For the past two weeks, the Avid Cruiser’s Ralph Grizzle has been sailing aboard the American Queen along the mighty Mississippi River. Here, he takes us on a photo-tour of some of the spectacular accommodation choices available on this one-of-a-kind sternwheeler, the largest ever constructed.
Accommodations on the American Queen range from cozy interior staterooms to spacious suites with verandas, making it easy to find not only a space where you will enjoy living during your cruise on the river but also a price point that falls within your budget. However, figuring out what’s best for you among the more than one dozen categories may require a little guidance. Help is here.
Missed our coverage so far?
- Paddlin’ Up The Mississippi On The “Americana” Queen
- In My Viewfinder: Life On The Mississippi River
- One Day, Two Stark Contrasts Of Paddlewheelin’ Up The Mississippi River
Among the most popular categories are the suites with verandas, and there are several flavors of those. The largest are in the LS and AAA categories, and all of these are situated on Deck 5, the Promenade Deck.
The forward-facing Mark Twain Suite (501) and Captain W. Lawrence Keeton Suite (502) are the largest suites on the American Queen. Each is elegantly furnished, featuring Victorian era antique furniture and bedding that you might expect to find in a fine antebellum mansion.
Both are in the LS category, along with the aft-facing Delta Queen and Mississippi Queen suites on Deck 3. Suites in the LS category range from 350 square feet to 500 square feet.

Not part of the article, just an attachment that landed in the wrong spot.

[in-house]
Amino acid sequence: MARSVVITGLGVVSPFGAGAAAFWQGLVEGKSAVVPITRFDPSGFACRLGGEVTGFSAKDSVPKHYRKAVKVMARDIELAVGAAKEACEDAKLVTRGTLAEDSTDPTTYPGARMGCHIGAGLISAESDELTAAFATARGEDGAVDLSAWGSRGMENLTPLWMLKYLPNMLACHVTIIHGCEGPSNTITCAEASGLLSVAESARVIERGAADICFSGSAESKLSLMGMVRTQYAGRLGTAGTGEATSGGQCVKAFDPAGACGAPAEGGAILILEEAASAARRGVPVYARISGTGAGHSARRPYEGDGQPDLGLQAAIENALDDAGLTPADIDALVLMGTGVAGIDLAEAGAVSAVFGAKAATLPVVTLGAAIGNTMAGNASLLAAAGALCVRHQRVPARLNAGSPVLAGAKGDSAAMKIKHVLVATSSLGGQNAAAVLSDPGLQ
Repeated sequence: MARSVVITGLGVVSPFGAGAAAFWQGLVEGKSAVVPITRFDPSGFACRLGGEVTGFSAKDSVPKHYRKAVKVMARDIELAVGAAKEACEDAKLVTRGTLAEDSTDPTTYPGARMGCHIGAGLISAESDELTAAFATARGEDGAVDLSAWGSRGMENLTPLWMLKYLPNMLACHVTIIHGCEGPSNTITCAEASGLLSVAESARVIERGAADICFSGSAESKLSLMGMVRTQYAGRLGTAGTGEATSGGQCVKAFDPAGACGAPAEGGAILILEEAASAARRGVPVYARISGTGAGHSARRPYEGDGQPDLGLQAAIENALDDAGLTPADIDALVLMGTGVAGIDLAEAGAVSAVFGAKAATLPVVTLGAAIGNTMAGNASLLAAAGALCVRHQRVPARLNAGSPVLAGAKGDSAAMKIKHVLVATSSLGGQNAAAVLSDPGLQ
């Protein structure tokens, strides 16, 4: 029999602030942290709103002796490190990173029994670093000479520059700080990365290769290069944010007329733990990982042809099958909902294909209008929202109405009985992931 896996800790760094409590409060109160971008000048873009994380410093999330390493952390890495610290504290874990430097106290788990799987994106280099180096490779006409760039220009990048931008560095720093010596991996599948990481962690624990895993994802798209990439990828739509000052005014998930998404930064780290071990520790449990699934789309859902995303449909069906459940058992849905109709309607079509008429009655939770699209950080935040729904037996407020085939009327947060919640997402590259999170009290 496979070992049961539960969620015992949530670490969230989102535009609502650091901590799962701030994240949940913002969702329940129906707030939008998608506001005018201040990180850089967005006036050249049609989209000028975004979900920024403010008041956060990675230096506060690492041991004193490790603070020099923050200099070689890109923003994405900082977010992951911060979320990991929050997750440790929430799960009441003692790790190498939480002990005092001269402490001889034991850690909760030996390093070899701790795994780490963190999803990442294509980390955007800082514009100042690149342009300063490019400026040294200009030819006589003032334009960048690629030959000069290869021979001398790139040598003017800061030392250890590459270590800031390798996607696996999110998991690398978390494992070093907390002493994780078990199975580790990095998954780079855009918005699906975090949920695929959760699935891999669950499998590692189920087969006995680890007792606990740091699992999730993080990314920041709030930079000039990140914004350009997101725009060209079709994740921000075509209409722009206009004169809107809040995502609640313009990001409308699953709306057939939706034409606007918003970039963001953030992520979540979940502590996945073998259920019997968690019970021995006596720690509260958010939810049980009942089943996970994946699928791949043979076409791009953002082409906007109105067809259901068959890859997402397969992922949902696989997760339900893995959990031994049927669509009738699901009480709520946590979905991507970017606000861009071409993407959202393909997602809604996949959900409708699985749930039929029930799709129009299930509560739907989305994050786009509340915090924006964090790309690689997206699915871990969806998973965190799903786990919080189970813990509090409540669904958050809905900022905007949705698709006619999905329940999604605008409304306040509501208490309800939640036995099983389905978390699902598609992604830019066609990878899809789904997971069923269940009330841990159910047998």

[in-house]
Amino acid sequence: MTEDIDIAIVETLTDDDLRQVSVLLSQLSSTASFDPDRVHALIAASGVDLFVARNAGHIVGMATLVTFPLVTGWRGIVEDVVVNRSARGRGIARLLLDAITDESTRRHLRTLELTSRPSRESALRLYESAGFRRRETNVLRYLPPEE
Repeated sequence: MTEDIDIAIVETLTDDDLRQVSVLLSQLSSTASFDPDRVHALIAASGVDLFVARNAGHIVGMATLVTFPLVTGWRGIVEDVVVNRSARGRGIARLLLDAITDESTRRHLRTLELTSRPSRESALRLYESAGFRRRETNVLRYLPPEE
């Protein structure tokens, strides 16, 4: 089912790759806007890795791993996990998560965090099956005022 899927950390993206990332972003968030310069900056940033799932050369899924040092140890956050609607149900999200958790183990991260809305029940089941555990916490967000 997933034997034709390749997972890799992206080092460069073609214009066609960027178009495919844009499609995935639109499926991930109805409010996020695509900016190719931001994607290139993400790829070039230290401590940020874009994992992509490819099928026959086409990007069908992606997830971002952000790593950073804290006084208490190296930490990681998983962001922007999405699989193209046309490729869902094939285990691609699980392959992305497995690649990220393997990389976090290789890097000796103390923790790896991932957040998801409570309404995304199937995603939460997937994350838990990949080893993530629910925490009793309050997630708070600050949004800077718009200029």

They are part of a quad of suites at the front of the American Queen that include the Natchez Suite (503) and the Belle of Louisville Suite (504). These AAA-category suites also occupy desirable real estate up top and forward on American Queen, with similar furnishings, sitting areas and large flat-panel televisions.
There are 16 other suites in the AAA category, measuring 230 square feet, all on Deck 5, the Promenade Deck. I should point out that there are many bathroom configurations on American Queen. Some staterooms come with tub and shower, others with shower only.
On Deck 3, Texas Deck, from midships to aft, are a stretch of staterooms with private verandas. While many of the veranda staterooms on American Queen are front-porch style, opening onto shared deck space, the private-veranda staterooms offer passengers their own private perch to admire the river just a step outside their bedrooms. These AA-category staterooms measure 190 square feet with a veranda measuring 40 square feet.
Some of the aft-facing staterooms also feature private balconies, and a few of those offer views of the paddlewheel.
Cabin Deck, situated on Deck 2, features bay windows in place of verandas in these D-category accommodations measuring 190 square feet.
Decks 3, 4 and 5 also feature inside cabins, primarily in the F, G and H categories. Measuring up to 140 square feet, these cabins are cozy but adequate for those seeking value and comfortable accommodations. If you plan to spend more time enjoying the amenities of the American Queen than time in the room, this category can represent the best value. I stayed in one of these on the first leg of our trip and found it to be comfortable and adequate. There are also smaller staterooms (80 square feet) for single travelers.
On decks 3, 4 and 5 are outside cabins featuring those shared, front-porch style verandas. Measuring 140 square feet to 210 square feet, these staterooms feature windowed French doors that provide views of the river.
With such a variety of staterooms and suites on American Queen, it’s easy to find the space you desire at a price you appreciate. So which did I choose for the second leg of our journey? Number 311, with the shared veranda and the views of the river from those French doors, a perfect choice for those who want to open the door and step out for great views of the river and beyond.